Welcome to College Hill Arsenal
Whitney High Hump M1855/61 Variant Rifle Musket - Very Rare

Whitney High Hump M1855/61 Variant Rifle Musket - Very Rare

  • Product Code: FLA-3575-SOLD
  • Availability: Out Of Stock
  • $3,750.00

The “Good and Serviceable Arms” produced by the Whitney Arms Company are some of the most interesting, unique and in many cases the scarcest of all Civil War era military long arms. The arms were produced in a variety of patterns and styles by Eli Whitney Jr., and in many cases utilized surplus (and in some cases condemned) parts from other Whitney contracts, as well as from other manufacturers. Whitney had expended a significant amount of capital in the completion of his US Ordnance Department contracts for Model 1841 “Mississippi” rifles and found himself to have lost money at the completion of the production run. In Whitney’s mind, the largest contributing factor to the lack of profitability was the need for the guns to be fully interchangeable, and the stringent gauging and inspection that US contract arms were subject to significantly increased his production costs. As such, he proposed to produce guns that would be (in his words): “good & serviceable arms, not to be subject to government inspection with gauges.” It is somewhat ironic that the “American System of Manufacturing” (the production of items on the basis of interchangeable parts), the very concept that built the company under his father’s tenure, was seen as the biggest problem for the company by Whitney’s son. Since Whitney relied upon small lots of parts, which he purchased for pennies on the dollar, most of the models produced were in very small quantities - rarely exceeding 1,000 of any one pattern. Whitney procured parts by buying obsolete, surplus, over run and even condemned parts from Europe, Robbins & Lawrence, and the American armories at both Springfield and Harper’s Ferry. The “Good & Serviceable” models resembled US M1841 “Mississippi” type rifles, British P1856 and P1853 “Enfield” style rifles and rifle muskets, US M-855 rifles and rifle muskets, as well as other patterns that were purely of Whitney’s design. The guns were offered for sale to states and private militia groups at a lower price than his competitors could meet, but due to his frugal production methods and minimal outlay for parts, the guns proved to be a very profitable venture for Whitney.


One of the rarest examples of Whitney’s “Good & Serviceable” arms was the US Model 1855/61 “High Hump” Rifle Musket (Flayderman 5J-047.5). Unlike Whitney’s small batch of about three hundred and fifty US 1855 pattern rifle muskets produced with functional tape primer mechanisms, these arms were assembled with “High Hump” 1855 type locks that were not completely milled and finished. Like so many of the Whitney “Good & Serviceable” arms, the guns were produced with varying features that depended upon the parts available to use in their production. In general, these arms basically followed the US 1855 pattern, or more accurately the Richmond “High Hump” pattern. The un-milled tape primer locks were left at their full height with a prominent hump, and were mated to a 40”-long, .58 caliber barrel that was secured by three flat, spring-retained bands and a tang screw. Some of the barrels were rifled with Whitney’s signature 7-groove pattern and others were rifled with the usual US 3-groove pattern. Instead of the usual US iron nosecap, Whitney typically used a pewter one. Most mountings were of iron, with some the guns made with winged brass side nail caps that were basically of Enfield pattern. The rear sight was a short base, Whitney “mid-range” leaf sight or a condemned US M1861 pattern rear sight. The use of condemned or surplus US parts (like the lock plates), as well as components from other sources was not uncommon and the only truly common thread through most of the production was a level of inconsistency in the features of each gun.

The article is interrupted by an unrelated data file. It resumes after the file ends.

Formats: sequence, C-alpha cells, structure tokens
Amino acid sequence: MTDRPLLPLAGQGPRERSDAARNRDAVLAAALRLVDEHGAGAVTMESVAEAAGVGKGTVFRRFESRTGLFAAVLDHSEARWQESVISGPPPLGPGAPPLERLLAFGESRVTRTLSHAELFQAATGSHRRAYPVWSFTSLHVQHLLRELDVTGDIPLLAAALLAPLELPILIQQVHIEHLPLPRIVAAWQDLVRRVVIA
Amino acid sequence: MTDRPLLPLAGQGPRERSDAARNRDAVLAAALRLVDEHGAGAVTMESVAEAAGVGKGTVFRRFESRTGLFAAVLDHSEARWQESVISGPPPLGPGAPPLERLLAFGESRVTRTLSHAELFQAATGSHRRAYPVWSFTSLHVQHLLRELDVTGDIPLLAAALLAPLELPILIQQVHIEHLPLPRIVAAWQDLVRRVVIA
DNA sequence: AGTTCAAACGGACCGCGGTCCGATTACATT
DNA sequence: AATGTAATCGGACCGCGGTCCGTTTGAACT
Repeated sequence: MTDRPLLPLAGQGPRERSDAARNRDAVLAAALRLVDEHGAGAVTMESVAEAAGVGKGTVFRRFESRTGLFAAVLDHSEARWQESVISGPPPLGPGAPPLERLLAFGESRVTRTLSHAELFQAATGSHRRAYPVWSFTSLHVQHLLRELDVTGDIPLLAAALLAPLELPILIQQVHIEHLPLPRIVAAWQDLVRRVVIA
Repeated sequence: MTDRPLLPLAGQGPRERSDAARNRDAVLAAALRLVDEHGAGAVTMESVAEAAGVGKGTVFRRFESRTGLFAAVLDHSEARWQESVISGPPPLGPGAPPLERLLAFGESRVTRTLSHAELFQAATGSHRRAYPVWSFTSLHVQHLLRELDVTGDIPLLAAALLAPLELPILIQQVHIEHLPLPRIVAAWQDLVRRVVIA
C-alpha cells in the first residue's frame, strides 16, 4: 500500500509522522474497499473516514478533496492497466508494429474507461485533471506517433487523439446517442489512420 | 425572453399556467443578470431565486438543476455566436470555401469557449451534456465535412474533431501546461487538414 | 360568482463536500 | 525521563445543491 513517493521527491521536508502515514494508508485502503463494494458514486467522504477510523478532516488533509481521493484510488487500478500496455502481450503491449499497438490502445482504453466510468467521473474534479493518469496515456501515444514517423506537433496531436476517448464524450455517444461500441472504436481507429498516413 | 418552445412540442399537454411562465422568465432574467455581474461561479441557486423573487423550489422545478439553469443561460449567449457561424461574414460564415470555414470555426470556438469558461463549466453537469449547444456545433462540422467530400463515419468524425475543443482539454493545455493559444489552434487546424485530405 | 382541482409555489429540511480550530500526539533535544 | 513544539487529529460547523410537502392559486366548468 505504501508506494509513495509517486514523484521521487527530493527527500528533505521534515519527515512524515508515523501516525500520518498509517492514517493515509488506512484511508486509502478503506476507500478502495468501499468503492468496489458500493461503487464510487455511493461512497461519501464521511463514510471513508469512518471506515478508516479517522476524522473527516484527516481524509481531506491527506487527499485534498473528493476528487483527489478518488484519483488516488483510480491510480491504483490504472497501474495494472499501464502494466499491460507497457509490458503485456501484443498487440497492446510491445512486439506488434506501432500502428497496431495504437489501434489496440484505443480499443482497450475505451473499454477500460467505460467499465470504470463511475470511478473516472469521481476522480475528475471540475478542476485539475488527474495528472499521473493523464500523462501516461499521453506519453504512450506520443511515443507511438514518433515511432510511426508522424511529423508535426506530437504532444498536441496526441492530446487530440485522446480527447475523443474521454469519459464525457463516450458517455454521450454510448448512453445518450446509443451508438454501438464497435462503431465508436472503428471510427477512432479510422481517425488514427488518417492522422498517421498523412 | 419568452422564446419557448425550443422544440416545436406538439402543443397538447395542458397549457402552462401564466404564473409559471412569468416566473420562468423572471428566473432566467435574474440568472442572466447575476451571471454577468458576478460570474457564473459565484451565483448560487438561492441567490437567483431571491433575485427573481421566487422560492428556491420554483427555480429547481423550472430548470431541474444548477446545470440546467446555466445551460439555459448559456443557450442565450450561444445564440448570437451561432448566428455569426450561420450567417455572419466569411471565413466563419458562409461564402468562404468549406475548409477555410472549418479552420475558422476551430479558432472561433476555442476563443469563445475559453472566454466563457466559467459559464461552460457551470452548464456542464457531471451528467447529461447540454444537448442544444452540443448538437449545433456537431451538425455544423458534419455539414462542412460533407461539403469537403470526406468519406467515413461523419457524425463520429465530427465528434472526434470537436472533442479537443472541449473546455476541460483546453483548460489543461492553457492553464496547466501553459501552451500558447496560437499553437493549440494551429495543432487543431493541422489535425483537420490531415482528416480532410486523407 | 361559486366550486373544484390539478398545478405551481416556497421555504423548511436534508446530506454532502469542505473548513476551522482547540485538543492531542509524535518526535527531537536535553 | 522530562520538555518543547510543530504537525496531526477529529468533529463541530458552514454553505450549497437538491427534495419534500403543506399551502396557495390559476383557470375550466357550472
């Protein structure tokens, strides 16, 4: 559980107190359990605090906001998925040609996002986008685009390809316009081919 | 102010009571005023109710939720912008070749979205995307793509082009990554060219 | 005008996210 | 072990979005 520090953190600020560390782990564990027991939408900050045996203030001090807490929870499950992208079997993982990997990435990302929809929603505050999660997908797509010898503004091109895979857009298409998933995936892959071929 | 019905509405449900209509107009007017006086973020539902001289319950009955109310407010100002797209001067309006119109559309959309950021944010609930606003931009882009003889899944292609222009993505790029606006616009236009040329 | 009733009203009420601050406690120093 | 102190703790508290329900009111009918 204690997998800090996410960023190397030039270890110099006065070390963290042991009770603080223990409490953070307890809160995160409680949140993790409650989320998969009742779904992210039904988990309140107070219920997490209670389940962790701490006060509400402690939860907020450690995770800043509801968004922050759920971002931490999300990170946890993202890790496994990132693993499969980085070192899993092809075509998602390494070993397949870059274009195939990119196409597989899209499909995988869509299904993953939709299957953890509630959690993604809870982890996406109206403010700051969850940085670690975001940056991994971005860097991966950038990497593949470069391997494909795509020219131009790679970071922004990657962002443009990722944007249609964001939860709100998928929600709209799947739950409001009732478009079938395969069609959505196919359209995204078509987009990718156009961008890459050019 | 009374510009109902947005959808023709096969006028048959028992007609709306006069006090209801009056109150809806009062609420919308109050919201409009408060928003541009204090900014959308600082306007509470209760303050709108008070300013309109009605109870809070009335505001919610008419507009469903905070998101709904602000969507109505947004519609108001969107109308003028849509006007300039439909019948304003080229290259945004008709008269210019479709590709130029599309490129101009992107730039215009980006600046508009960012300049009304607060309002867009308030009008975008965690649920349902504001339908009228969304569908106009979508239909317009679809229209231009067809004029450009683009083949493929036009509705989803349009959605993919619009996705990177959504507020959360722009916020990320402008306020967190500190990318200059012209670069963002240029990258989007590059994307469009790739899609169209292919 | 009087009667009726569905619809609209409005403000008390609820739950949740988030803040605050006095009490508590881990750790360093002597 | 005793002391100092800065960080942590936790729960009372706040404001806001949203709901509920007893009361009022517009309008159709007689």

While the documentation regarding the 350 Whitney-made US 1855 pattern rifle muskets with functional tape primers is fairly complete, there remains much conjecture regarding the manufacture and sale of the non-functional tape primer 1855 “High Hump” rifle muskets. The 350 “functional” M1855s were sold to the state of Connecticut and it is hypothesized that some of the non-functional M1855s were sold to that state as well, as there is a small amount of period photographic evidence that places at least a few of these “High Hump” guns in the hands of members of the 21stConnecticut Infantry. Section 375 of George Moller’s seminal American Military Shoulder Arms Volume III provides the essential available information regarding these muskets. He notes that Fredrick Todd had indicated that the state of Maryland had acquired “2,000 rifle muskets Model 1855, cal. 58 from Eli Whitney, Jr., of New Haven, Conn.” Moller’s research notes that these guns were all delivered by early 1861. 1,630 of these guns were subsequently issued to pro-Union Maryland volunteer militia, while the remaining 370 were stolen by rioters on April 19, 1861. It appears likely that those stolen guns ended up in pro-Southern hands. Moller also discusses an 1860 order for rifle muskets placed with Whitney by the State of Georgia. At least 1,220 guns were delivered under the terms of this contract, but it is unclear how many might have been of the “high hump” variety, although he suggests that at least a few were. Moller does not estimate the production figures for the guns but infers that some 2,000 to 3,000 were produced. Interestingly, Flayderman’s only estimates the total production of these guns at around 200. Considering the extremely low survival rate and their overall scarcity on the collector’s market, he may have been close to correct. It is also possible that the guns were produced in two different production runs, as 3-groove rifling did not become common on the Whitney “Good & Serviceable” arms until sometime in 1862. This would suggest that any gun so rifled may not have been part of the original Maryland contract, and certainly could not be part of the Georgia contract. Complaints about the quality of the arms delivered under the Maryland contract are well documented, so it is also possible that some of the 3-groove guns may have been  later replacement muskets. The only thing that is definite about this Whitney 1855 variant rifle musket is that they are very scarce. Over the past two decades I have owned two of the 350 functional tape primer Whitney 1855s, but this is the first “high hump” I have ever had. That suggests that Flayderman’s production figures may be a fairly accurate guess.